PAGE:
Keita Takahashi brings emotion to Tiny Speck’s Glitch
Stewart Butterfield raised some eyebrows when he hired Keita Takahashi to join Tiny Speck. As Butterfield admits, Takahashi doesn’t have a game-design background. And the Japanese sculptor, best known for creating the remarkable game Katamari Damacy, quit the video-game industry in 2010, suggesting that he might be done with games.
A mutual friend, game designer Robin Hunicke, connected the two after the 2010 Game Developers Conference in San Francisco. The two played Glitch together online and talked over Skype. “It might have helped that they’d just had the earthquake and nuclear meltdown there,” Butterfield told the Straight. Takahashi, his wife, and infant son moved to Vancouver at the end of June.
Butterfield said that Takahashi brings a unique perspective to the creative team developing Glitch. “He notices totally different things,” he said. When Takahashi makes suggestions, Butterfield added, “it’s always about the emotion that it would provoke. Or the laugh it would give you.”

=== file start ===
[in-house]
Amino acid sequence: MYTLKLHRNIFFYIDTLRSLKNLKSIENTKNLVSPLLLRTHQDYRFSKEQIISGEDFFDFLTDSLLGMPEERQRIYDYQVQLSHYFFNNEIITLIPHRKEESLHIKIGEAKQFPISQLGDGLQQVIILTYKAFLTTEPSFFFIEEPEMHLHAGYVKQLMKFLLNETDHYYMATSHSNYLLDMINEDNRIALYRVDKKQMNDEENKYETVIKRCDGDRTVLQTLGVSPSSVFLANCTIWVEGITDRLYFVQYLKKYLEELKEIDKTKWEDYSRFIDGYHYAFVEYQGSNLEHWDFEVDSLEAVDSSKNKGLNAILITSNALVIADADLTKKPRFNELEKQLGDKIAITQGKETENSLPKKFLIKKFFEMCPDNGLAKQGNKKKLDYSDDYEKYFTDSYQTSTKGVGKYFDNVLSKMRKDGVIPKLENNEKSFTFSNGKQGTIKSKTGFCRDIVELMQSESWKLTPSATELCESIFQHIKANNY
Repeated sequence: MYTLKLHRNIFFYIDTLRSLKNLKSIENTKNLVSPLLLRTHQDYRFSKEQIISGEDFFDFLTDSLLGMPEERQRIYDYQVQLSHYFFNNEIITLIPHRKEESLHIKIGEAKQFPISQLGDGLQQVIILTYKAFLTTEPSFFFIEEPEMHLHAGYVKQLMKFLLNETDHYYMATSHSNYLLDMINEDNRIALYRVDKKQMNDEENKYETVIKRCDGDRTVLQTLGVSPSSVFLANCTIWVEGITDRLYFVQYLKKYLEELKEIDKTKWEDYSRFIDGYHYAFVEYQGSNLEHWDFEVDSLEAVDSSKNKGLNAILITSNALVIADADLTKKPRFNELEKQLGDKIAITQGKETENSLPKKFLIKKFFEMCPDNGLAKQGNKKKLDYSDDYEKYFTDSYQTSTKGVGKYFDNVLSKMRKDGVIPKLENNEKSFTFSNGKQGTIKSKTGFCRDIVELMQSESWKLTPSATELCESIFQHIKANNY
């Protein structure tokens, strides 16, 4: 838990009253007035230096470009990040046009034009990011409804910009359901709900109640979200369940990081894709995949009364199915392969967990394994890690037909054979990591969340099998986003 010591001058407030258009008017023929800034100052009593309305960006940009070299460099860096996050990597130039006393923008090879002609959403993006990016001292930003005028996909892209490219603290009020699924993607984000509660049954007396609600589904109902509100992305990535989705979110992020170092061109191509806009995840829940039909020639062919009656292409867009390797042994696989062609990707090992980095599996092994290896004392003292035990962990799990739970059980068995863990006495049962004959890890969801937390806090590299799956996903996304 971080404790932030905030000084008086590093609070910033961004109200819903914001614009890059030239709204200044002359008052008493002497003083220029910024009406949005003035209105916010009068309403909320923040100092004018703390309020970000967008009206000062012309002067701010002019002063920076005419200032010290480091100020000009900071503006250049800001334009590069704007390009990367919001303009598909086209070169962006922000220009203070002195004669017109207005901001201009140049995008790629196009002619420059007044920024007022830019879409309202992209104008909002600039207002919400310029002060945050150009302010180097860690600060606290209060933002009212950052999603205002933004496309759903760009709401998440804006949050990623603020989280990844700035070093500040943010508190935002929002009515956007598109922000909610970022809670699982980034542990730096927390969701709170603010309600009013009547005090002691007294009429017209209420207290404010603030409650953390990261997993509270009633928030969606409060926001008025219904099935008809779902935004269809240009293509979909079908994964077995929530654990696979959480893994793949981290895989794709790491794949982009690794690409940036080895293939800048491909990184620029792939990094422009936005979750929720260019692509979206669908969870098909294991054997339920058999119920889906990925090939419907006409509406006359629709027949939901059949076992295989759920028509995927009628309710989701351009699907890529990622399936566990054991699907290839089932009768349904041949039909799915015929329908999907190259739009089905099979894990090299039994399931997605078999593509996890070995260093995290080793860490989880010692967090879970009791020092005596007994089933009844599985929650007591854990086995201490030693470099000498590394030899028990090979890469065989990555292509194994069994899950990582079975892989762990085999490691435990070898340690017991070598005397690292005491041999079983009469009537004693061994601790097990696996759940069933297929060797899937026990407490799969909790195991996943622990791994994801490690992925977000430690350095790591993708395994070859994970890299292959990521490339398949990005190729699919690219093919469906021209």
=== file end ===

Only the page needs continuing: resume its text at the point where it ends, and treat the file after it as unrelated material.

Takahashi puts together annotated storyboards bearing loose ideas for Glitch. One concept shows a crying tree and suggests a quest that would involve numerous players working together to alleviate the plant’s loneliness. The actual task is left undefined; what is important to Takahashi is the feeling. Another proposes that the meaning of inanimate objects could be gleaned by letting players metamorphose into things like rocks. They would have to convince another player to mine them before returning to humanoid form.
Correction: An earlier version of this story mistakenly reported that Stewart Butterfield travelled to Tokyo to meet with Keita Takahashi. The two actually talked over Skype.